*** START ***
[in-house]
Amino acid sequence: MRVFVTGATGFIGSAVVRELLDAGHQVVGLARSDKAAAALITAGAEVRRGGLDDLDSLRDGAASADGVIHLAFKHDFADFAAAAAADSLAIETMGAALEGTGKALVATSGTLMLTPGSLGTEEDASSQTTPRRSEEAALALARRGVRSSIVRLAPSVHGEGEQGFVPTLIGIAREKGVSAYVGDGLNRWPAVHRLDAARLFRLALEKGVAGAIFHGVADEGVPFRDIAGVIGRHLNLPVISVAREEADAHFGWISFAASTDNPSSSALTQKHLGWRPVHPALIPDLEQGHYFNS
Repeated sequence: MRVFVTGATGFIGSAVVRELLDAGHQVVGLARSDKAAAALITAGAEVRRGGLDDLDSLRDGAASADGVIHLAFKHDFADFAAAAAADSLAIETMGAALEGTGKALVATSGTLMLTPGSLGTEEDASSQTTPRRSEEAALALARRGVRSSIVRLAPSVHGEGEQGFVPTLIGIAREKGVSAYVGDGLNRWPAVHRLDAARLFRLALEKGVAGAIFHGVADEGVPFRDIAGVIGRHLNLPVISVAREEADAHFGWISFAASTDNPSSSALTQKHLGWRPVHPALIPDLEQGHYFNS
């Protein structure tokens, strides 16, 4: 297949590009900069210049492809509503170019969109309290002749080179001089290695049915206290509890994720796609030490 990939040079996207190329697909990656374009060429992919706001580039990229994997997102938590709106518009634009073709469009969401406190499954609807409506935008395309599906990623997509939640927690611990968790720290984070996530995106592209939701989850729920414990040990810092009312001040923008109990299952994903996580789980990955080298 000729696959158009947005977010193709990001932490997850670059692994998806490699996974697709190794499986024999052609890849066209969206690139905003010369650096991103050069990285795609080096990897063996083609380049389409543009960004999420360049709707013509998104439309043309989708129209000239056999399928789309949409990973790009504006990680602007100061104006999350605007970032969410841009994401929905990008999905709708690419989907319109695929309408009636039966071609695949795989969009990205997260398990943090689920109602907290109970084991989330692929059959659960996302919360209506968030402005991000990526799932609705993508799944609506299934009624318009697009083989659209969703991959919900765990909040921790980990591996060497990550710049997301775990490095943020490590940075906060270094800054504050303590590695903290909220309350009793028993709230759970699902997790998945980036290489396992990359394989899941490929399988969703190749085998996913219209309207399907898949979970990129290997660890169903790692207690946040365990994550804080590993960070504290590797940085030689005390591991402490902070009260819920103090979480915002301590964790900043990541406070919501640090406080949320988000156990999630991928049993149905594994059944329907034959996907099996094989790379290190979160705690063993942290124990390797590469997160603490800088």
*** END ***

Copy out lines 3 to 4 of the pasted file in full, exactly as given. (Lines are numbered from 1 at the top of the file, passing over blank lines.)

Repeated sequence: MRVFVTGATGFIGSAVVRELLDAGHQVVGLARSDKAAAALITAGAEVRRGGLDDLDSLRDGAASADGVIHLAFKHDFADFAAAAAADSLAIETMGAALEGTGKALVATSGTLMLTPGSLGTEEDASSQTTPRRSEEAALALARRGVRSSIVRLAPSVHGEGEQGFVPTLIGIAREKGVSAYVGDGLNRWPAVHRLDAARLFRLALEKGVAGAIFHGVADEGVPFRDIAGVIGRHLNLPVISVAREEADAHFGWISFAASTDNPSSSALTQKHLGWRPVHPALIPDLEQGHYFNS
């Protein structure tokens, strides 16, 4: 297949590009900069210049492809509503170019969109309290002749080179001089290695049915206290509890994720796609030490 990939040079996207190329697909990656374009060429992919706001580039990229994997997102938590709106518009634009073709469009969401406190499954609807409506935008395309599906990623997509939640927690611990968790720290984070996530995106592209939701989850729920414990040990810092009312001040923008109990299952994903996580789980990955080298 000729696959158009947005977010193709990001932490997850670059692994998806490699996974697709190794499986024999052609890849066209969206690139905003010369650096991103050069990285795609080096990897063996083609380049389409543009960004999420360049709707013509998104439309043309989708129209000239056999399928789309949409990973790009504006990680602007100061104006999350605007970032969410841009994401929905990008999905709708690419989907319109695929309408009636039966071609695949795989969009990205997260398990943090689920109602907290109970084991989330692929059959659960996302919360209506968030402005991000990526799932609705993508799944609506299934009624318009697009083989659209969703991959919900765990909040921790980990591996060497990550710049997301775990490095943020490590940075906060270094800054504050303590590695903290909220309350009793028993709230759970699902997790998945980036290489396992990359394989899941490929399988969703190749085998996913219209309207399907898949979970990129290997660890169903790692207690946040365990994550804080590993960070504290590797940085030689005390591991402490902070009260819920103090979480915002301590964790900043990541406070919501640090406080949320988000156990999630991928049993149905594994059944329907034959996907099996094989790379290190979160705690063993942290124990390797590469997160603490800088």